Use butt wipes, sure, if you must, but put them in the garbage and walk them out to the dumpster later that night. You’ll get a few extra steps in for your day, and you’ll keep your partner, your toilet, and your plumber happy.

Oh, also, I should share something funny. A few days after I received these in the mail, I got an email from our wonderful RVTravel.com accountant. She wrote, “Emily … Sorry but I have to ask … please see attached Amazon order … butt wipes??? Please share with me what business expense category this is for.” Because they were shipped to me, it looked like I had purchased them. I told her I’d send her this article, once I had written it, to explain the business butt-wipe expense. So here we are.

##RVT935

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Vincee

Has everybody and everything gone totally mad in today’s society? Let’s see, some want to get rid of most forms of transportation today and go back to horse and buggy or maybe bicycles. Some want us to get rid of the estimated 400 million cows in this country because they belch and fart gases that will end our planet, I guess we are supposed to eat Impossible burgers, steaks, roasts etc. now if you get the urge for beef, probably pork and chicken coming soon. Rip out your fossil fuel furnace and replace your heat source with, hmmm, can’t be a fireplace because then we would have to cut down trees for the fuel source and lord forbid the use of coal, egads! And now we have Bob’s Butt wipes that the experiment shows can’t be flushed down the toilet because they don’t biodegrade, so maybe we should throw them into the trash, why even use the toilet anymore? Dig a hole in the yard and compost your body waste, why not!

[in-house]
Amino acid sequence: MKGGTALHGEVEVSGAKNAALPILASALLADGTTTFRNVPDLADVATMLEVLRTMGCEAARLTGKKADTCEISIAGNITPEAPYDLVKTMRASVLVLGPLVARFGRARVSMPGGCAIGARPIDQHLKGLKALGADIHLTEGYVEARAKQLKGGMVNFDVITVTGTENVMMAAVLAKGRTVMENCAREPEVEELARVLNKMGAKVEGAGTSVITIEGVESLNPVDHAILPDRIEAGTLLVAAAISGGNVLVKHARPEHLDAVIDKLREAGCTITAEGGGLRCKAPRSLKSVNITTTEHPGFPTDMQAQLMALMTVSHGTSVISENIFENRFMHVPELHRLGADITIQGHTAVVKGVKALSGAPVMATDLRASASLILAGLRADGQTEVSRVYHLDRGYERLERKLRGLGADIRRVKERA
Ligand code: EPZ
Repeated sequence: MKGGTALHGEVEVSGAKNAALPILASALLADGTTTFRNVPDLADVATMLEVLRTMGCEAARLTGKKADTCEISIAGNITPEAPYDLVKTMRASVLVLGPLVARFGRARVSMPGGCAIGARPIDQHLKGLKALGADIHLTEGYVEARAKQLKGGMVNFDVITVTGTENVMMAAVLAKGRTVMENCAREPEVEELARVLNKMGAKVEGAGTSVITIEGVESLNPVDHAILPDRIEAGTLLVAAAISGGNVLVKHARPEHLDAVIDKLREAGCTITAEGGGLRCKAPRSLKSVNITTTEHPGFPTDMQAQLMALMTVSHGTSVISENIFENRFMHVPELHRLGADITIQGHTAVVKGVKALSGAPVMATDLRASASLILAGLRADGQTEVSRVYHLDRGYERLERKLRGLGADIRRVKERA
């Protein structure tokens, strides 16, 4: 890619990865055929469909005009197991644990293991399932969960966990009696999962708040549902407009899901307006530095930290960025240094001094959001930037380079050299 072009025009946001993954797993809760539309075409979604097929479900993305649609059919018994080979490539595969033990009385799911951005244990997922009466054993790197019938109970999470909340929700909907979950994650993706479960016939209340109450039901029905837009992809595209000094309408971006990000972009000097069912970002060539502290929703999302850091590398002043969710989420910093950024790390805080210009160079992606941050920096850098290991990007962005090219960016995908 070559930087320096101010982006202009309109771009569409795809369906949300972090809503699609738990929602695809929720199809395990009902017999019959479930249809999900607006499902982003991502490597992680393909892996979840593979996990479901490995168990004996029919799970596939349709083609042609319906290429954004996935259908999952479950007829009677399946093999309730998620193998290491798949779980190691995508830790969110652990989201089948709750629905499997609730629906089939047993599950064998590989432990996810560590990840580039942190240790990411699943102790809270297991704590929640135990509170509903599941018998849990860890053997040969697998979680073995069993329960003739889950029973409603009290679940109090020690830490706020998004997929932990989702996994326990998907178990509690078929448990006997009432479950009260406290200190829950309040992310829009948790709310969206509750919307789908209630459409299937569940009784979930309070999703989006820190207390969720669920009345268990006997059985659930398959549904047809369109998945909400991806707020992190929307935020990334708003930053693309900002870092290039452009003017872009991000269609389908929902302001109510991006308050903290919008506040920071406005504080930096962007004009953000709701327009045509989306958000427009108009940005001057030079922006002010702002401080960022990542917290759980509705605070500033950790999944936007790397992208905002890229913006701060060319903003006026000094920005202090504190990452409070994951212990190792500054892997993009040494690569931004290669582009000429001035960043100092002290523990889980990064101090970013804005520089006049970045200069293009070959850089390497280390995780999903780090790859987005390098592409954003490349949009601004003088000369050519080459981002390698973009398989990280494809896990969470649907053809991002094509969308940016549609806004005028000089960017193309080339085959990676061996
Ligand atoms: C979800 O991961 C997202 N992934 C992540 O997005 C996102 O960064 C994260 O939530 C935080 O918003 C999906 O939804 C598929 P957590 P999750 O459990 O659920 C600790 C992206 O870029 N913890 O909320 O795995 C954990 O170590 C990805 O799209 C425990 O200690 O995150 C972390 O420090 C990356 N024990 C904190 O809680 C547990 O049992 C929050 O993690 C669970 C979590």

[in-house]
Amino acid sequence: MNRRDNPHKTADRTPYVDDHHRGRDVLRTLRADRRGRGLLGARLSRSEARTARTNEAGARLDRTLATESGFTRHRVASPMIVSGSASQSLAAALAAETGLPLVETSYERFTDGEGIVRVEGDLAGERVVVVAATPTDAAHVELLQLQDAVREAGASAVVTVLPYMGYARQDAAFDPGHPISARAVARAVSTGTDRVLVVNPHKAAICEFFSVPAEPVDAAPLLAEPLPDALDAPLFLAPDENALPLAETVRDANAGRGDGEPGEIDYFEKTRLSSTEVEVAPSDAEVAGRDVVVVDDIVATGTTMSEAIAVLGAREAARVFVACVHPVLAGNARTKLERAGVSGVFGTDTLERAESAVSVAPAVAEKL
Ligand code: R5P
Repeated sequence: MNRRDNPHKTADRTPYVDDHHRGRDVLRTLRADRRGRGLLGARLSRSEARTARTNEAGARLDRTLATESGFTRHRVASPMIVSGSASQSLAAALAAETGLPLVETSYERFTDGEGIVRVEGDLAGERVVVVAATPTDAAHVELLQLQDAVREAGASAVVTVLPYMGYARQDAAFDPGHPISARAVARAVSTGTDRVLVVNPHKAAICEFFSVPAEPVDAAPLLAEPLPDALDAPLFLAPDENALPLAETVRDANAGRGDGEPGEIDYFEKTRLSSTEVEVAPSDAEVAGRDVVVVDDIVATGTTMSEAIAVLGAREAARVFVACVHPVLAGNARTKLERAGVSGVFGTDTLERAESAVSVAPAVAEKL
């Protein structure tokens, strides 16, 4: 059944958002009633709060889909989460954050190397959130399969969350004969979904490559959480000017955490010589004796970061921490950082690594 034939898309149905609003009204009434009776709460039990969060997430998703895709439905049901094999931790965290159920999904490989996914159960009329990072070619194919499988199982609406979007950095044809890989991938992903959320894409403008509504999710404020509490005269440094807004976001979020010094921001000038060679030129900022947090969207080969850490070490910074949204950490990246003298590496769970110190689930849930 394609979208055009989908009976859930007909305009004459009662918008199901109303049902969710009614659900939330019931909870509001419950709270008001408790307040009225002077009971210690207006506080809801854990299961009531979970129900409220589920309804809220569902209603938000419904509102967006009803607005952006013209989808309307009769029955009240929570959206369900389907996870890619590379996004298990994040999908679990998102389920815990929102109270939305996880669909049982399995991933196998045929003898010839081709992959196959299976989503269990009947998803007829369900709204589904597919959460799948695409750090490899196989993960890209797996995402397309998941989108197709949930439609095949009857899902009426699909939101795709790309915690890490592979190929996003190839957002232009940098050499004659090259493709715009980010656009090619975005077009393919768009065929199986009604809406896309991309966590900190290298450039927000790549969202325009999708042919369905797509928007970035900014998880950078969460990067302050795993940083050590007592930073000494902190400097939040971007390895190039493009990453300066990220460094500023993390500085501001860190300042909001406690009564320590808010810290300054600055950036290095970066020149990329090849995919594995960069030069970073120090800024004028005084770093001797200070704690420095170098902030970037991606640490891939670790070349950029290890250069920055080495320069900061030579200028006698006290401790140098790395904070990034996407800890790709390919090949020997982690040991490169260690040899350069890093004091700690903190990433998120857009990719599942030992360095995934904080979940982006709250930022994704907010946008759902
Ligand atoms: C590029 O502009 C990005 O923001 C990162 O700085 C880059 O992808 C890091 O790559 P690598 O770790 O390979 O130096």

I think the country has gone nuts…..

Gary

Before I retired, I worked in industrial water treatment, but got to see the issues municipalities have to deal with. (actually worked for a couple of cities starting out). Wipes are the bane of their existence. Those public notices you see about sewer overflows? A lot of them are due to ‘flushable’ wipes. Just because it flushes down your toilet, doesn’t mean they disintegrate. They go to city pump stations where they can plug up pumps, and/or mess up level sensors and cause overflows. If these things can stay intact and plug up a pump designed to pump raw sewage, its going to be bullet proof in a black tank. For your sanity and peace, don’t flush wipes in your RV. For the sake of the environment, and to keep your sewer rates down, don’t flush them at home and screw up the city’s system either.

Rita M. Black

After reading this article on butt wipes, I had to go and test the ones my daughter uses at home. I .one wipe in a mason jar, added water, closed the lid and shook it. It just floated around. I came back and shook it about every hour or so. After about 3-4 hours, the water was getting cloudy, by the next morning it was mostly in little pieces, The brand was Scott Flushable Wipes, so some wipes actually do break up. I should have guessed it. Regular Scott toilet paper is the brand I have used in my TT for the last 13 years. Their toilet paper sometimes doesn’t even wait to be dumped in the toilet before breaking up